Harpo Marx’s Birthday

To celebrate Harpo Marx’s birthday, enjoy this excerpt from David Misch’s Funny: The Book.

The Marxes grew up in a Jewish tenement on the Upper East Side of Manhattan and began performing as young kids – first as a music act, gradually becoming comedians, with each boy doing one of the ethnic parodies popular at the time; Chico’s ludicrous Italian accent was a remnant of those days. (In The Coconuts, Chico spots a disreputable old associate with a new identity and says, skeptically, “How did you get to be Roscoe W. Chandler?”; the guy answers, “How did you get to be Italian?”)

Marx Brothers stage shows were legendary for their energy, goofiness and ad-libs, some of which later appeared in their movies. In the middle of a performance, Groucho suddenly turned to the audience and said urgently, “Is there a doctor in the house?” A man stood up: “I’m a doctor.” Groucho: “Howya like the show, doc?”

During another performance, Groucho was doing a scene when Harpo tried to rattle his brother by chasing a chorus girl across the stage, honking his horn. Not missing a beat, Groucho said, “First time I ever saw a taxi hail a passenger.”

One night a Marx writer, George S. Kaufman, was talking to a friend at the back of the theater, when he stopped, listened, then said, “Sorry – I thought I heard one of the original lines.”

By the time Paramount signed them for pictures, the Marxes were all around forty years old and would be movie stars for less than ten years.

Their first films were essentially photographed stage plays. Coconuts was made in 1929, the year sound came to movies, and was shot in Astoria, Queens, during the day while the Marxes performed on Broadway at night in Animal Crackers. (At one point in Coconuts, Groucho gets his name confused with his character in Animal Crackers.)

Later, their movies were written directly for the screen by the best comedy writers around, like Kaufman, S.J. Perelman, and Ben Hecht, probably the top screenwriter in American history.

The Marx pictures of the early ’30s – Monkey Business, Horse Feathers, and Duck Soup – mark their purely anarchic period. From beginning to end, these films are constantly crazy and practically plotless, their supposed settings (college, ship, mythical kingdom) the thinnest excuses for sketches and songs.

Funny: The Book

Funny: The Book is an entertaining look at the art of comedy, from its historical roots to the latest scientific findings, with diversions into the worlds of movies (Buster Keaton and the Marx Brothers), television (The Office), prose (Woody Allen, Robert Benchley), theater (The Front Page), jokes and stand-up comedy (Richard Pryor, Steve Martin), as well as personal reminiscences from the author’s experiences on such TV programs as Mork and Mindy.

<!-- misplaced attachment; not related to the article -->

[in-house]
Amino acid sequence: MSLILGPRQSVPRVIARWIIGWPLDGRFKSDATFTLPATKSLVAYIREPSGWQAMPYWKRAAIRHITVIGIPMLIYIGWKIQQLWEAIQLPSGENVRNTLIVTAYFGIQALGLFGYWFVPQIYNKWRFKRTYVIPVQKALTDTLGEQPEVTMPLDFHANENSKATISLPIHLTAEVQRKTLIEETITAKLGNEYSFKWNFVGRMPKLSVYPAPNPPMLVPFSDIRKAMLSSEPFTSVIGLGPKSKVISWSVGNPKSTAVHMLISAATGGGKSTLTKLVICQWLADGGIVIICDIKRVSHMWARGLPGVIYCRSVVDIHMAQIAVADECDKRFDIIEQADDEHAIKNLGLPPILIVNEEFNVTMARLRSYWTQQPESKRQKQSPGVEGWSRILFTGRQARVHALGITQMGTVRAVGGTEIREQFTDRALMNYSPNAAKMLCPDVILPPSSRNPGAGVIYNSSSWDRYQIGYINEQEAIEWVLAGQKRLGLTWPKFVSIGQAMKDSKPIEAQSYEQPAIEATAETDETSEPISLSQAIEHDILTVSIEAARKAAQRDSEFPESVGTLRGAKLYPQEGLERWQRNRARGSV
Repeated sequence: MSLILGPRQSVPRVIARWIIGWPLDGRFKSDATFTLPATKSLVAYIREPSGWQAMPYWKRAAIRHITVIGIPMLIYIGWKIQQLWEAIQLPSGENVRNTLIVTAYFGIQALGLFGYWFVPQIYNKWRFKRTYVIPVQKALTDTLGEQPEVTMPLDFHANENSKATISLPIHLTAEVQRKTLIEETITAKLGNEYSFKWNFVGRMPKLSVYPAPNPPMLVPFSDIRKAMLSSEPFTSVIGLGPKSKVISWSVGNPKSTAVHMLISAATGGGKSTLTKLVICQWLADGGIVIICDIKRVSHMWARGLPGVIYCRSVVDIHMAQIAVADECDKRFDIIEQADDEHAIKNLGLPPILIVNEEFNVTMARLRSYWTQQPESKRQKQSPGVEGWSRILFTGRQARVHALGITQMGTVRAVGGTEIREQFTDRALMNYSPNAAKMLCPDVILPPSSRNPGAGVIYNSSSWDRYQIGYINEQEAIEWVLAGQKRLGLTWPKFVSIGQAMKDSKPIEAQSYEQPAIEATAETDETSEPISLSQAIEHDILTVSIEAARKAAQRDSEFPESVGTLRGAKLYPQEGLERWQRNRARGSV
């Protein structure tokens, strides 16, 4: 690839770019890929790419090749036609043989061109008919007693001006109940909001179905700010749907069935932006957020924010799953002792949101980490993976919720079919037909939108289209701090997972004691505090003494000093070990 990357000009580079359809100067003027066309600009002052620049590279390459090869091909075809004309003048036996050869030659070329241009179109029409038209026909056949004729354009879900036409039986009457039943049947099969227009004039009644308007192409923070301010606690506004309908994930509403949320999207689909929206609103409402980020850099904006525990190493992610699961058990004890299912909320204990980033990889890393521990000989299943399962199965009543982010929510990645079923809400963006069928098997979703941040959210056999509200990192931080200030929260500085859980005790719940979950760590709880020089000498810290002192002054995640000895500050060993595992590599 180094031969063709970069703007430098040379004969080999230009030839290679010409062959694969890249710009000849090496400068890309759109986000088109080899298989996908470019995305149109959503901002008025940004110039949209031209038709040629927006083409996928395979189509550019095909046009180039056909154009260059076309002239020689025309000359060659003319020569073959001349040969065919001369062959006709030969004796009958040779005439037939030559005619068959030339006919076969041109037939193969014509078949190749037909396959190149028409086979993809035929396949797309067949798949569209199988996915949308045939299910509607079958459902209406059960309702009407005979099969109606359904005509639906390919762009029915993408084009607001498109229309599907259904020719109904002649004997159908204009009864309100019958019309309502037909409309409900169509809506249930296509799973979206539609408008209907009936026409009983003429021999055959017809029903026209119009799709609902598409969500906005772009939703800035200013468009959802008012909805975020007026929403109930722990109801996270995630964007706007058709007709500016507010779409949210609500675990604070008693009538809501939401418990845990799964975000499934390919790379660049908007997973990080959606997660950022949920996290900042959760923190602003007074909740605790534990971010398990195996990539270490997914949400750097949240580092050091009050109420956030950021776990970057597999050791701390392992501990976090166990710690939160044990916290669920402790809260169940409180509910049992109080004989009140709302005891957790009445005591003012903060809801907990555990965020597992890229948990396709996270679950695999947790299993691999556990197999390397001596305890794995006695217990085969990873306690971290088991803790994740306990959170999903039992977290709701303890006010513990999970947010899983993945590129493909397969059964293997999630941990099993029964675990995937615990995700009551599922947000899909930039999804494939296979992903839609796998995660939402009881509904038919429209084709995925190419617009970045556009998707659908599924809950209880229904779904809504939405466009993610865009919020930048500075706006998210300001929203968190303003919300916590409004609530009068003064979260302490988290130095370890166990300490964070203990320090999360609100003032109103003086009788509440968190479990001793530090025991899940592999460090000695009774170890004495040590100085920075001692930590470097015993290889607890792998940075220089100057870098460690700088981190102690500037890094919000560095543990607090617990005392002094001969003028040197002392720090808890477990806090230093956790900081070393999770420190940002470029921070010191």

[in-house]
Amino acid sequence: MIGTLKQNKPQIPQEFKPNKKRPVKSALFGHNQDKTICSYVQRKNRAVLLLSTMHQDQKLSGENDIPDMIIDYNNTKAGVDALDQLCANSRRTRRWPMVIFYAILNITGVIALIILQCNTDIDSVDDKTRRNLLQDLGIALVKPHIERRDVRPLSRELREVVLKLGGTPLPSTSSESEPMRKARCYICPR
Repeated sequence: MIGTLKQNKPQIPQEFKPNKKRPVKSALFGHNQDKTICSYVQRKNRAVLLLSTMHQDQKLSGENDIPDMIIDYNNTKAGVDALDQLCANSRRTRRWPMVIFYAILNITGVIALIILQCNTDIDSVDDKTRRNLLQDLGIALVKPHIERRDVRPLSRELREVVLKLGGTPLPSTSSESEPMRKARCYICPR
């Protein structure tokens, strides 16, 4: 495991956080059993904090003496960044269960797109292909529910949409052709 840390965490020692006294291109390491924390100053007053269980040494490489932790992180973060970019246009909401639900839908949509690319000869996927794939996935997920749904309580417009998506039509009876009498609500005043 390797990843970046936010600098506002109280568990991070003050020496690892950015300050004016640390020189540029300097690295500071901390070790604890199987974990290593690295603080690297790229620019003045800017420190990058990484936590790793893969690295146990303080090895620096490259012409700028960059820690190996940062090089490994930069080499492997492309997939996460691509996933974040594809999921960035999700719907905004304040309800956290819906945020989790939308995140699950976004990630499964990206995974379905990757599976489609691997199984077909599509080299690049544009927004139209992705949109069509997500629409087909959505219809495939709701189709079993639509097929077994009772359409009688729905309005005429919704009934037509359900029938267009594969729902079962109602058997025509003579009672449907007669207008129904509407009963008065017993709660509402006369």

With allusions to the not-always-funny Carl Jung, George Orwell, and Arthur Koestler, Funny: The Book explores the evolution, theories, principles, and practice of comedy, as well as the psychological, philosophical, and even theological underpinnings of humor, coming to the conclusion that (Spoiler Alert!) Comedy is God.

Heard Any Good Jokes?

misch

David Misch at Book Expo America 2012

The following is an excerpt of Funny: The Book by David Misch (Applause Books).

In 2002, Richard Wiseman, intriguingly named, of the University of Hertfordshire, set up a website called LaughLab, where people from all over the world could submit and rate jokes, the idea being to find the one that worked for the most people in the most countries. He received forty thousand entries (of which two-thirds were too racist, violent, or dirty to print).

The winner—later discovered to be based on a 1951 sketch written by Spike Milligan for the famed British radio series The Goon Show—was submitted by a psychiatrist named Gurpal Gosall, whose name may be funnier than the joke.

Two guys are hunting in the woods when one suddenly falls to the ground, and it looks like he’s not breathing. The other guy takes out his cell and calls 911: “My friend is dead. What should I do?”

Operator: “Okay, I can help. First we have to make sure he’s dead . . .”

There’s silence, a gunshot, then the guy comes back on the line: “Okay, now what?”

In second place was this:

Sherlock Holmes and Dr. Watson go camping. They pitch their tent under the stars and go to sleep. In the middle of the night, Holmes wakes his friend and says: “Watson, look up at the sky and tell me what you see.”

Watson: “I see millions and millions of stars.”

Holmes: “And what do you deduce from that?”

Watson: “Well, if there are millions of stars, and if even a few of those stars have planets, then it’s quite likely there are planets like Earth out there. And if there are planets like Earth, there could also be life.”

Holmes: “No, you idiot, it means someone stole our tent.”

Both of these demonstrate the importance of “precise ambiguity.” Take the hunters: It looks like he’s not breathing—kinda vague, right? But it has to be; the punchline depends on our not knowing if the guy’s dead. You have to say it looks like he’s not breathing because it’s what’s not said that sets up the punchline.